Right after he won the three Oscars, Michael Bennett contacted him. Marvin was an incredible fan of his. When he met Michael years earlier, he told him that he wasn't going to file Michael's phone number in his address book under B for Bennett, but under G for Genius. Michael called and asked him to fly to New York because he had an idea for a show. Of course, Marvin's agents were completely irritated. He was the only composer that was being booked on national talk shows…he could have any high-paying gig he wanted. But instead, Marvin wanted to work in theatre. He went to Michael's apartment and saw that it was all black. Marvin realized it was because Michael had special lights on all of his awards and the black really made them stand out and glimmer! He met with Michael and was incredibly excited to hear the idea. Michael sat him down told him: (pause)… "It's about chorus kids." Marvin sat and waited for the beginning, middle and end. Silence. Marvin went home and, even though it was not the way he was used to working, he knew he had to say yes. Marvin thought that one of the reasons Bennett hired him, and not of the Broadway reigning greats of the time, is because he was a Broadway newcomer and Michael knew that he could have more control that way. Tricky! And it worked!
When they first workshopped it, the show was five hours long! After they did a run-through, Michael asked Marvin his opinion and Marvin said he could only comment on the first two hours. Brava. Marvin said that he really didn't get the show for a long time as he was working on it…until Michael drew the line on the floor and said it was about people "on the line." Then it became clear to him. Marvin also said that if you're composing a show, you shouldn't work very hard on the opening number. The original opening number for A Chorus Line was called "Resume." The only thing that remains in the opening we all know now is the melody of "I really need this job" and the cast holding their 8x10's in front of their faces. Marvin advised that composer/lyricists should essentially just write a dummy version of an opening because it's going to change later on. He said that you have to write the bulk of the show and then you'll be able to really see what the show is about. That's when you write the opening. He said that both "Tradition" from Fiddler on the Roof and "Comedy Tonight" from Forum were both written after the bulk of the show was. He and Ed Kleban wrote all of A Chorus Line and then went back and wrote the opening.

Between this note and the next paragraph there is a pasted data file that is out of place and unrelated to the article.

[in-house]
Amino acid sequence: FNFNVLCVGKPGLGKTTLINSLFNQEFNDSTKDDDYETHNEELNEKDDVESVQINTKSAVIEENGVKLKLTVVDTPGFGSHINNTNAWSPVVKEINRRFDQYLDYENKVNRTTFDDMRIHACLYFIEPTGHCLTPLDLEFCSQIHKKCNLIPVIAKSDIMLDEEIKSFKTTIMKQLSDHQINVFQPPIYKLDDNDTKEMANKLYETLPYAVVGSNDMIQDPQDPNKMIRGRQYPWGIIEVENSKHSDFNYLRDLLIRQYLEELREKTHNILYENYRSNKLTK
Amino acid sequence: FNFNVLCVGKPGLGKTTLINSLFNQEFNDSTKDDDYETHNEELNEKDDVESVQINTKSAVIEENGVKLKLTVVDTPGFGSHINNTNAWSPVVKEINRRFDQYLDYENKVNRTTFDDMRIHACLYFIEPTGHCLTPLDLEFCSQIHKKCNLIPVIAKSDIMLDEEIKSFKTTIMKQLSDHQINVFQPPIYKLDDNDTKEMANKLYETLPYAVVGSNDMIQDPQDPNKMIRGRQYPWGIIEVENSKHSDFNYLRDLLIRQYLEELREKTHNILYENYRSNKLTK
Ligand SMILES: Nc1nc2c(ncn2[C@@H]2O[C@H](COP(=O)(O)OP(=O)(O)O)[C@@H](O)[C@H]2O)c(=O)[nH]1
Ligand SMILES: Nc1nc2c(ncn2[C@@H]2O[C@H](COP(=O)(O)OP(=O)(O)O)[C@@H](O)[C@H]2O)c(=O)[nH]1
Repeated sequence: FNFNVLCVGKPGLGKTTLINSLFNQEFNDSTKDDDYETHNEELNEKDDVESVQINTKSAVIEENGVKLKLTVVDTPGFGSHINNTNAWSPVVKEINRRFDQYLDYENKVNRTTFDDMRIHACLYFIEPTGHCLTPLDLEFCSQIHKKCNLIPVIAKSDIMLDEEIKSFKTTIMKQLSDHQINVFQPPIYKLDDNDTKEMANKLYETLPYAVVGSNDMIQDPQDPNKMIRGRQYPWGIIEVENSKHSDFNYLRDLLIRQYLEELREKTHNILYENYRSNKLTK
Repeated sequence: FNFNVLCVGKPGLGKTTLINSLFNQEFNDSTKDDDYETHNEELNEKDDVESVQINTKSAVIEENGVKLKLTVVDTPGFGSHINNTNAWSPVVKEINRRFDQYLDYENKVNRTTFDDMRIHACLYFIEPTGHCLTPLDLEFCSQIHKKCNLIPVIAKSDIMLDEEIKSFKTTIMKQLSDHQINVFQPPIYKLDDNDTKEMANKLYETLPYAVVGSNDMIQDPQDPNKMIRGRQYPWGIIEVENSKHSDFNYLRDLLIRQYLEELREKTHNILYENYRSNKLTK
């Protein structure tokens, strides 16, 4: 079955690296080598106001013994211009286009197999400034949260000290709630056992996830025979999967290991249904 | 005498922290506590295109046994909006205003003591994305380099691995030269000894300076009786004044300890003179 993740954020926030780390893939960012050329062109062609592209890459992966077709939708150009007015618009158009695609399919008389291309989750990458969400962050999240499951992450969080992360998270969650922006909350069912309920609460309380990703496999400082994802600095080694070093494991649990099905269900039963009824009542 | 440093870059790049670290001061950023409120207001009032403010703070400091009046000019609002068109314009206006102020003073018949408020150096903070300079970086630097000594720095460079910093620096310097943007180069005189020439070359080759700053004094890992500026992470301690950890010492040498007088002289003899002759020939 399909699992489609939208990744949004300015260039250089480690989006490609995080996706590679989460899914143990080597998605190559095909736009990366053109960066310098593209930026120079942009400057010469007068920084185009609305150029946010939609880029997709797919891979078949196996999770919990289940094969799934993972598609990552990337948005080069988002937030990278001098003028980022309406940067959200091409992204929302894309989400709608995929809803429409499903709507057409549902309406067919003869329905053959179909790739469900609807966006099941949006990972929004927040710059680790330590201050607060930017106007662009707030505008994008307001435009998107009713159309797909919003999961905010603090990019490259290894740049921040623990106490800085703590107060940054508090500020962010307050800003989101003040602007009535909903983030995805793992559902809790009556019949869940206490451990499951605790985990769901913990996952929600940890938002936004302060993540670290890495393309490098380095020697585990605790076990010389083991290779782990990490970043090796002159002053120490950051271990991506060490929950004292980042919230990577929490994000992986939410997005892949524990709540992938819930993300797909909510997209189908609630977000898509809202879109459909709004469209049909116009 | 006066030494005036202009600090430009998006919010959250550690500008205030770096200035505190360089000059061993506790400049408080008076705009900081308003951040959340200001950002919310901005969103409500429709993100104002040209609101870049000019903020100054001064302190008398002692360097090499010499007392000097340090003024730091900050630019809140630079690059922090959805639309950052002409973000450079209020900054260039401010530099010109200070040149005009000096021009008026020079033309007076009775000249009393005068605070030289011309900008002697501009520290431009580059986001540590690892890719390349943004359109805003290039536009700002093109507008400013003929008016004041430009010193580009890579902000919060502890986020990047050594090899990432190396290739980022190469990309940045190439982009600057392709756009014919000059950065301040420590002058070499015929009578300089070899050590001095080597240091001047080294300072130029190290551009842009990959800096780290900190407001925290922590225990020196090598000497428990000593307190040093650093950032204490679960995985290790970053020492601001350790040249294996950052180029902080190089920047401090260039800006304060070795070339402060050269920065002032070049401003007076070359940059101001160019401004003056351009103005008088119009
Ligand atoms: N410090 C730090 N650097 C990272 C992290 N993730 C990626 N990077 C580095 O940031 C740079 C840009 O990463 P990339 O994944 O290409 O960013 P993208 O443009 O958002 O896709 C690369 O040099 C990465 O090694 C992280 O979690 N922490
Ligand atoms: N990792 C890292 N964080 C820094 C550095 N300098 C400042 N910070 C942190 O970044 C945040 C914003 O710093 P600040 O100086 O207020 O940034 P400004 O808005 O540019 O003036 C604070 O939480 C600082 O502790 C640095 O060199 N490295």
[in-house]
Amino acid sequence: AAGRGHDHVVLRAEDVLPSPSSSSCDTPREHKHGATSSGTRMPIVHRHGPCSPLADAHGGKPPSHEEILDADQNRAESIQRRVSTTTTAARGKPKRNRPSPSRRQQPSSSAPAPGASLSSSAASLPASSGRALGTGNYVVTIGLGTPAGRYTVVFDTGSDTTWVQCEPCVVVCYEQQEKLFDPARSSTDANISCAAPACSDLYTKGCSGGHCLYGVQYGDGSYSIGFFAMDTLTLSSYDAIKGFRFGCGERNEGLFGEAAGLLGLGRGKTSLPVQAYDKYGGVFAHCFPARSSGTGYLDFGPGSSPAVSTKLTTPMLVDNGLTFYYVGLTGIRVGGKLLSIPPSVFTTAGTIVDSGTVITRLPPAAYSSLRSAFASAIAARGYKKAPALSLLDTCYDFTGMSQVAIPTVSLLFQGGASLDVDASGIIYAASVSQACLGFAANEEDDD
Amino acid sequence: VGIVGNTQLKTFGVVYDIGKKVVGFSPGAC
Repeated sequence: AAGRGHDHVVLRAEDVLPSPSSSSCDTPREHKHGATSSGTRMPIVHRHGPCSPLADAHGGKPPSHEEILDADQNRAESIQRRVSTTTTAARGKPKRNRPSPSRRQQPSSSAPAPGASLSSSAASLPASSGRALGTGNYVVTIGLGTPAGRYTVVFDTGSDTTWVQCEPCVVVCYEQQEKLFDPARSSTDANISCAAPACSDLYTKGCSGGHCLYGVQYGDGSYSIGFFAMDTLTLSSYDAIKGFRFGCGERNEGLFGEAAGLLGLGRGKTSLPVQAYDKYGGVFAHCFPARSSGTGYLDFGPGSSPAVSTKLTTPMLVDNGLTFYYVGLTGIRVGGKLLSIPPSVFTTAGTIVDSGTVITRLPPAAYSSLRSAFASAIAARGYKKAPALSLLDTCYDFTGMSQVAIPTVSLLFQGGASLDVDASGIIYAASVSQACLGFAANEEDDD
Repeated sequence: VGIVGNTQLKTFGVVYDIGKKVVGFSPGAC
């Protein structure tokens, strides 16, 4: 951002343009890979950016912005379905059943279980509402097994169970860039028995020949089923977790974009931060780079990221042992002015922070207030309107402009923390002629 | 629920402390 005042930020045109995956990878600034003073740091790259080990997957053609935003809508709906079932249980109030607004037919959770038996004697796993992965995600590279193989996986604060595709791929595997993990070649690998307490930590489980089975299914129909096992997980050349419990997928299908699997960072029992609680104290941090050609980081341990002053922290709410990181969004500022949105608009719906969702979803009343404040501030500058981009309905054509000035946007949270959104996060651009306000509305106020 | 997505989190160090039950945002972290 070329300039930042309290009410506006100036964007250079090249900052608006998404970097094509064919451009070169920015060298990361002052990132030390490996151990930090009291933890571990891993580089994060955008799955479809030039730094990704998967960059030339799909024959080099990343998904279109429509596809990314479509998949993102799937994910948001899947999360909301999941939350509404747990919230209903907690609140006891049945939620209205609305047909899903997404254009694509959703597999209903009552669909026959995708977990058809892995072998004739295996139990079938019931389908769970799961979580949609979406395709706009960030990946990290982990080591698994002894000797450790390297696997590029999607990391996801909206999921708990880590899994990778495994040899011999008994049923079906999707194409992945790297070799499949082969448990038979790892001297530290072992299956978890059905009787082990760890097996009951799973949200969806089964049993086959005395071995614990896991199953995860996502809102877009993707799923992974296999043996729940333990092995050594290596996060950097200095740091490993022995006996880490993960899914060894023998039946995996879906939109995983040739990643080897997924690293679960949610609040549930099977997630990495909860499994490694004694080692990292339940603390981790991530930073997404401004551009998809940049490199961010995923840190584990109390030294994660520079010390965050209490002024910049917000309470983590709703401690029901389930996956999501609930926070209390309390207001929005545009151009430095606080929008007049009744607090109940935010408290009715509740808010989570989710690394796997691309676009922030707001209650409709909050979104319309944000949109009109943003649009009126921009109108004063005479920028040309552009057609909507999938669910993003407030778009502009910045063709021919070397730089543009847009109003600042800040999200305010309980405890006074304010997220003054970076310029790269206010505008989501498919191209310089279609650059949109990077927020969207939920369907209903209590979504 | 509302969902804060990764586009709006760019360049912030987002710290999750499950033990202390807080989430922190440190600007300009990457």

OK, I wrote more about Marvin in an appreciation that will run in the September issue of Playbill magazine. Check it out when you see a Broadway show.
I'll conclude by saying that I knew I was such a fan of his, but I didn't realize in how many different ways he influenced me. As most of you know, I've been desperately trying to finish my sequel to my first young adult novel, "My Awesome/Awful Popularity Plan." I wrote around half of it and even though I knew what was happening plot-wise, it took me that long to finally start to understand the themes. So, I went back to the beginning and started re-writing it now that I understood more about the book. I realize now that I felt so comfortable doing that because I remembered what Marvin had told me about writing a show and then going back and writing the opening. I internally knew that going back to the beginning was the right thing to do. So, thank you, Marvin, for everything you brought to the world. And, thank for helping me finish my sequel. Last Wednesday night at 10 PM, I sent it into Random House!
(Seth Rudetsky is the afternoon Broadway host on SiriusXM. He has played piano for over 15 Broadway shows, was Grammy-nominated for his concert CD of Hair and Emmy-nominated for being a comedy writer on "The Rosie O'Donnell Show." He has written two novels, "Broadway Nights" and "My Awesome/Awful Popularity Plan," which are also available at Audible.com. He recently launched SethTV.com, where you can contact him and view all of his videos and his sassy new reality show.)